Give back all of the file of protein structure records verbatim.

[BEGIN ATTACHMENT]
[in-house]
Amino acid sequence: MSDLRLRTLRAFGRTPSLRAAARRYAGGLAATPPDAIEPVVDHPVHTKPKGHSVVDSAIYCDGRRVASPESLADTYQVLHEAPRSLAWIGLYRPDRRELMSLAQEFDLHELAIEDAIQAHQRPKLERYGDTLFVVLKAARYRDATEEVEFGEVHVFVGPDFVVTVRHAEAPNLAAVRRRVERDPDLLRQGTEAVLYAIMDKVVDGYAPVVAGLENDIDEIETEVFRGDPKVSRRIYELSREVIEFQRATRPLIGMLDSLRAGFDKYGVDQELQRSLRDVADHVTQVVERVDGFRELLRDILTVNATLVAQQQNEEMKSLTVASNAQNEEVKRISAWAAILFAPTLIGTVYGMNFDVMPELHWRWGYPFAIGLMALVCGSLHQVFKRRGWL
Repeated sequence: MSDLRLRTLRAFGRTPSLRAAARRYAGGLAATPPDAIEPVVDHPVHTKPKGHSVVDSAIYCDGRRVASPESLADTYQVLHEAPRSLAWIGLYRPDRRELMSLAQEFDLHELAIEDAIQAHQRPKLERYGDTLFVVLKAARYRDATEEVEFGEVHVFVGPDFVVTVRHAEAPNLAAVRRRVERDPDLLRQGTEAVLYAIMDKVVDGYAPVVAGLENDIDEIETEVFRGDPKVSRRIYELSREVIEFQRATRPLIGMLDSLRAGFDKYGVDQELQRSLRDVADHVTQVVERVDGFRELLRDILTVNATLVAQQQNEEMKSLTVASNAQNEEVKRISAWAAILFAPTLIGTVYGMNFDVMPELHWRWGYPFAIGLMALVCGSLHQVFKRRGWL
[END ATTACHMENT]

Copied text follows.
[in-house]
Amino acid sequence: MSDLRLRTLRAFGRTPSLRAAARRYAGGLAATPPDAIEPVVDHPVHTKPKGHSVVDSAIYCDGRRVASPESLADTYQVLHEAPRSLAWIGLYRPDRRELMSLAQEFDLHELAIEDAIQAHQRPKLERYGDTLFVVLKAARYRDATEEVEFGEVHVFVGPDFVVTVRHAEAPNLAAVRRRVERDPDLLRQGTEAVLYAIMDKVVDGYAPVVAGLENDIDEIETEVFRGDPKVSRRIYELSREVIEFQRATRPLIGMLDSLRAGFDKYGVDQELQRSLRDVADHVTQVVERVDGFRELLRDILTVNATLVAQQQNEEMKSLTVASNAQNEEVKRISAWAAILFAPTLIGTVYGMNFDVMPELHWRWGYPFAIGLMALVCGSLHQVFKRRGWL
Repeated sequence: MSDLRLRTLRAFGRTPSLRAAARRYAGGLAATPPDAIEPVVDHPVHTKPKGHSVVDSAIYCDGRRVASPESLADTYQVLHEAPRSLAWIGLYRPDRRELMSLAQEFDLHELAIEDAIQAHQRPKLERYGDTLFVVLKAARYRDATEEVEFGEVHVFVGPDFVVTVRHAEAPNLAAVRRRVERDPDLLRQGTEAVLYAIMDKVVDGYAPVVAGLENDIDEIETEVFRGDPKVSRRIYELSREVIEFQRATRPLIGMLDSLRAGFDKYGVDQELQRSLRDVADHVTQVVERVDGFRELLRDILTVNATLVAQQQNEEMKSLTVASNAQNEEVKRISAWAAILFAPTLIGTVYGMNFDVMPELHWRWGYPFAIGLMALVCGSLHQVFKRRGWL